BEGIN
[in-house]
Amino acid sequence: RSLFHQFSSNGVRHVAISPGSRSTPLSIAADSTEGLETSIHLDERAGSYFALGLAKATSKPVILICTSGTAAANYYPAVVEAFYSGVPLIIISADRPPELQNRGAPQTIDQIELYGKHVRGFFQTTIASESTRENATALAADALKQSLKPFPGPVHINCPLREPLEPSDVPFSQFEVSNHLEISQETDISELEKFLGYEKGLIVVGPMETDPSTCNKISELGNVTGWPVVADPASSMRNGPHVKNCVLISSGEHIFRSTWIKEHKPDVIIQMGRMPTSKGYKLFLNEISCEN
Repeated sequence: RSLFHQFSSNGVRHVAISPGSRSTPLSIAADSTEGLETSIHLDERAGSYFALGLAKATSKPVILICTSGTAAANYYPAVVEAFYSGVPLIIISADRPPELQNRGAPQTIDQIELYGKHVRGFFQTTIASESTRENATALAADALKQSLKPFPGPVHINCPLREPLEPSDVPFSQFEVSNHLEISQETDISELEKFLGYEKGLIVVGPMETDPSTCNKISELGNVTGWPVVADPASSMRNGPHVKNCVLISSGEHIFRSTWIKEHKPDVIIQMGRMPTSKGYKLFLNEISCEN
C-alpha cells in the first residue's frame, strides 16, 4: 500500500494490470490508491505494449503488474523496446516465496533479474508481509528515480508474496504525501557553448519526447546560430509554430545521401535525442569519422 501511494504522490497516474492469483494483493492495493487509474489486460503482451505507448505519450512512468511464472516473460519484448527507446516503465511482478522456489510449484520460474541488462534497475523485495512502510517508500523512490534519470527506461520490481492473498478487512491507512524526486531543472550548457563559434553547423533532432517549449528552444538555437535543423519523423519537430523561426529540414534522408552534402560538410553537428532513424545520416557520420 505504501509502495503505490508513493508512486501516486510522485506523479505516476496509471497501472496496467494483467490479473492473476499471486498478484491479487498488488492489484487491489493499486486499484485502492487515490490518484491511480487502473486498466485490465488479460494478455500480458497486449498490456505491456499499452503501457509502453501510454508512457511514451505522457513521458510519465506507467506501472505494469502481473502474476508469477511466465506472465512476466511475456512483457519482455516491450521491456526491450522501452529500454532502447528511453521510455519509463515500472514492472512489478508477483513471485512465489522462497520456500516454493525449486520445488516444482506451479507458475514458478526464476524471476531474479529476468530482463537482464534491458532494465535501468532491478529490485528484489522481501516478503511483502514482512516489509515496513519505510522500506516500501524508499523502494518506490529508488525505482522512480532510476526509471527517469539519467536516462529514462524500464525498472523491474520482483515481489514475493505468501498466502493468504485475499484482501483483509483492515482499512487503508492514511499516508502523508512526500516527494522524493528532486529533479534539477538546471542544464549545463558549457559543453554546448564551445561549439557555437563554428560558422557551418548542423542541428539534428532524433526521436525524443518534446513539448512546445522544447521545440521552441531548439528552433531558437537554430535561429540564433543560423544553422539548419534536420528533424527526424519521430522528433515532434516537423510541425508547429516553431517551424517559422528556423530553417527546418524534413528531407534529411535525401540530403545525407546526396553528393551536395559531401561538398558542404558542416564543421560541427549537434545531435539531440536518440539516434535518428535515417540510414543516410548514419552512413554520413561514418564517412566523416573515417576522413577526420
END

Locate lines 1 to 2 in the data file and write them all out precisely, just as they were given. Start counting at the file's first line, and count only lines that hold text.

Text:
[in-house]
Amino acid sequence: RSLFHQFSSNGVRHVAISPGSRSTPLSIAADSTEGLETSIHLDERAGSYFALGLAKATSKPVILICTSGTAAANYYPAVVEAFYSGVPLIIISADRPPELQNRGAPQTIDQIELYGKHVRGFFQTTIASESTRENATALAADALKQSLKPFPGPVHINCPLREPLEPSDVPFSQFEVSNHLEISQETDISELEKFLGYEKGLIVVGPMETDPSTCNKISELGNVTGWPVVADPASSMRNGPHVKNCVLISSGEHIFRSTWIKEHKPDVIIQMGRMPTSKGYKLFLNEISCEN